Perhaps I have just been exposed to too much Python in the recent months. But somehow, I feel like I have to express the qualities that I expect from a good programming language. Eiffel has these, most others don't.
Programs have to be easier to read than write: Code not only communicates a solution from a programmer to a computer.
Designing a programming language is an difficult task. During my time in academia, I had the great pleasure to meet some language designers. Listening to their stories is highly educating. Things that look simple or arbitrary at first become deep insights into the way humans understand problems and model solutions. There is nothing trivial in deciding names of keywords or punctuation.
The search for a type-safe version of Eiffel is a never-ending story in the development of the Eiffel language. Recently, Helmuth Brandl has created a series of blog entries with a nice description of is needed to make Eiffel type-safe. There have been others posting blog entries (including me) and it also had been a constant topic during the ECMA process of Eiffel standardization.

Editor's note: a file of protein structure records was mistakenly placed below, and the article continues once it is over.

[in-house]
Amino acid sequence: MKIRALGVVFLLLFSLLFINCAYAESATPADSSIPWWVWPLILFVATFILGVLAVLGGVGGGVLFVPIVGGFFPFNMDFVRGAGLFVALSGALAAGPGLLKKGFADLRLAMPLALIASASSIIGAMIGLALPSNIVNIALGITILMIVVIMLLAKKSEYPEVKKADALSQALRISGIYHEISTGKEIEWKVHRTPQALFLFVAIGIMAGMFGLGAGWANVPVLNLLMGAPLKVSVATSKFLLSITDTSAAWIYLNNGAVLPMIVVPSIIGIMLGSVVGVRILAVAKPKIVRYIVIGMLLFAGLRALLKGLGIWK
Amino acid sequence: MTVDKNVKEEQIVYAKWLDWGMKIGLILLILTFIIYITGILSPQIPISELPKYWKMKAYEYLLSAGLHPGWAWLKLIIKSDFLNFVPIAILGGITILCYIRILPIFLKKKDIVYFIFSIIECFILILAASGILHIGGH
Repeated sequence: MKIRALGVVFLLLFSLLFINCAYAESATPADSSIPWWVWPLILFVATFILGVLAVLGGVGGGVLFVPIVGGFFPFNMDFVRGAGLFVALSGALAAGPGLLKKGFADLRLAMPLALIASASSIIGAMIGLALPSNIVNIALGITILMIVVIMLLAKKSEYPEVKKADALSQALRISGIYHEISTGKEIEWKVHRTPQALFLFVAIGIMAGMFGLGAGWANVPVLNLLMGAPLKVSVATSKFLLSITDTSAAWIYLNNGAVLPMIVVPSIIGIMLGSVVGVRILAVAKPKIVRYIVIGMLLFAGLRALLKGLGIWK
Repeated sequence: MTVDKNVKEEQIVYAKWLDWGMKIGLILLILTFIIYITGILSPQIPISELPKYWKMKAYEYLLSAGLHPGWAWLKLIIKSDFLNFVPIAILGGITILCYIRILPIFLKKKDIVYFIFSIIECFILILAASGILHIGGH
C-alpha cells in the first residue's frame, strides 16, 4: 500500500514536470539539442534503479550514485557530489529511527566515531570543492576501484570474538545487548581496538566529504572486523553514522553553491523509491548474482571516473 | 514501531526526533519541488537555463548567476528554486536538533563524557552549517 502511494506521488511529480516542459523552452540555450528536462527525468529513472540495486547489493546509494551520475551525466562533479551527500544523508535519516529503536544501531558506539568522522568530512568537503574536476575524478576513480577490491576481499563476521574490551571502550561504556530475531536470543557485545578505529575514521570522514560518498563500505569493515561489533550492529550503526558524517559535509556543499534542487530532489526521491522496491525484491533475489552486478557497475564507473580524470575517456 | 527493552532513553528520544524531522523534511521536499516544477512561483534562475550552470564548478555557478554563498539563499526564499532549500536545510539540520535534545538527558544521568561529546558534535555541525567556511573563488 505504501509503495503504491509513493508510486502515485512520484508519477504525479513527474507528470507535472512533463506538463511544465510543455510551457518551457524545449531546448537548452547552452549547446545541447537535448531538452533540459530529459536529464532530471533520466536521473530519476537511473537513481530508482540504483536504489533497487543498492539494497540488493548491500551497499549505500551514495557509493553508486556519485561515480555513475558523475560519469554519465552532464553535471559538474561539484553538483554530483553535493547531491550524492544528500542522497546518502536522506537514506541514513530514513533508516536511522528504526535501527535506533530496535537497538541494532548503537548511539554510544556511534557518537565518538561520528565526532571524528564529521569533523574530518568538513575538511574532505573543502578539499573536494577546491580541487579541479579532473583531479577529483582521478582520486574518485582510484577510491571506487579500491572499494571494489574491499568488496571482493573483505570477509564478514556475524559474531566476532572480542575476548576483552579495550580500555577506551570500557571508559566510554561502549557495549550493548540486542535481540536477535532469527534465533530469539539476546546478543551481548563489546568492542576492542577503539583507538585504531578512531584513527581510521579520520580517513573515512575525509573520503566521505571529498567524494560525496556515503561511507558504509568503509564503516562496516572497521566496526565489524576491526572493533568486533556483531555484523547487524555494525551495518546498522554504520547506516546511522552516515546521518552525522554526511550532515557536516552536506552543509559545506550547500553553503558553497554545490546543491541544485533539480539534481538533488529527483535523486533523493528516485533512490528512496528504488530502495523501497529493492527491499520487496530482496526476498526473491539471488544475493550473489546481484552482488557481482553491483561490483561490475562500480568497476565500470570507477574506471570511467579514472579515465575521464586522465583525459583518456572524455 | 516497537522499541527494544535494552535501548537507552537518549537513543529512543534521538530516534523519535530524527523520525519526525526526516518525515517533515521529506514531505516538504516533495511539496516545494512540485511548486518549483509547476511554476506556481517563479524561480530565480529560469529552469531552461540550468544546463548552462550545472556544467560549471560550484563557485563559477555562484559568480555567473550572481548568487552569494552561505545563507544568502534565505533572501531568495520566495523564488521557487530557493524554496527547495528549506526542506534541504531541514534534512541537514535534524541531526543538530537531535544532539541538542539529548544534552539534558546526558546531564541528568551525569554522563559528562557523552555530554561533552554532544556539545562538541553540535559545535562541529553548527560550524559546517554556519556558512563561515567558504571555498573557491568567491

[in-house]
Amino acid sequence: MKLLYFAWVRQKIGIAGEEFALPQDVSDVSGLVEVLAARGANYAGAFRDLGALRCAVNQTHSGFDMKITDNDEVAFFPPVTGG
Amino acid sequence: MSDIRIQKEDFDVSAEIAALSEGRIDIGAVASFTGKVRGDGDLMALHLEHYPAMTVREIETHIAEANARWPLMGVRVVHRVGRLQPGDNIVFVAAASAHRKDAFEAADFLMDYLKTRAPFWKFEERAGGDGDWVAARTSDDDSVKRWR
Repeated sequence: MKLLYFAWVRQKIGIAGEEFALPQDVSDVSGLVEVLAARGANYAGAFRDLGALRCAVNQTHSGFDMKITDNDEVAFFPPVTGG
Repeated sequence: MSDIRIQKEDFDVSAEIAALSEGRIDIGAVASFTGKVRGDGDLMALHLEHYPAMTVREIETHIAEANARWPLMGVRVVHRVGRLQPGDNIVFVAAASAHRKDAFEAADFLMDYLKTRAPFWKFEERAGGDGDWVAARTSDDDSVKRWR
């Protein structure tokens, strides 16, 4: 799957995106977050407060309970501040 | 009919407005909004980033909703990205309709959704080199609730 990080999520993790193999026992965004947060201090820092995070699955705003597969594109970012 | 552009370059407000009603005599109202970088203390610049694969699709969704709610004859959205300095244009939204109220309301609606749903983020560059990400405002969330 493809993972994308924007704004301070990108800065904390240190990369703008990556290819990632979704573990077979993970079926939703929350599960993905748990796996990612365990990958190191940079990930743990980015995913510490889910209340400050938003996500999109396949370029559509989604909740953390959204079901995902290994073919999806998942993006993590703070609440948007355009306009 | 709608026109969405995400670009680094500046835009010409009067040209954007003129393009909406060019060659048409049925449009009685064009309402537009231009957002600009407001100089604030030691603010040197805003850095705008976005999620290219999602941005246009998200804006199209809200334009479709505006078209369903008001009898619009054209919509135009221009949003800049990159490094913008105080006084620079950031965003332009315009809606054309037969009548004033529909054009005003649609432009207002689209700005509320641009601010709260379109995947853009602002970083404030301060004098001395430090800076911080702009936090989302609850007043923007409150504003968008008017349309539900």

Interestingly, a question that was seldom raised was: why do we need type-safety? As absurd as it seems for all the mathematicians to raise this question, the Eiffel community has understood for a long time that mathematical soundness is not a reason in itself. Instead, it serves a purpose in the enterprise of language design: giving software developers means to express themselves in ways that reduce the number of defects in his/her programs and enable him/her to master complex problems he/she would not be able to master without.
This is a very nice bug that I stumbled into while running the great auto_test tool on some code I had written. It is a beautiful example of a bug, because it is a very small bug that is still nearly undetectable for the average developer. Also, I do not know about any formal verification tool that could reveal the bug.
The lifetime of an Eiffel program is currently defined by the creation procedure of the root class (normally called 'make' in class 'APPLICATION'). When the creation of terminates, the Eiffel program terminates, too.
There are many discussions on how to make Eiffel type-safe. The ECMA committee has been very active in coming up with solutions (though non of these solutions have been fully implemented and analysed).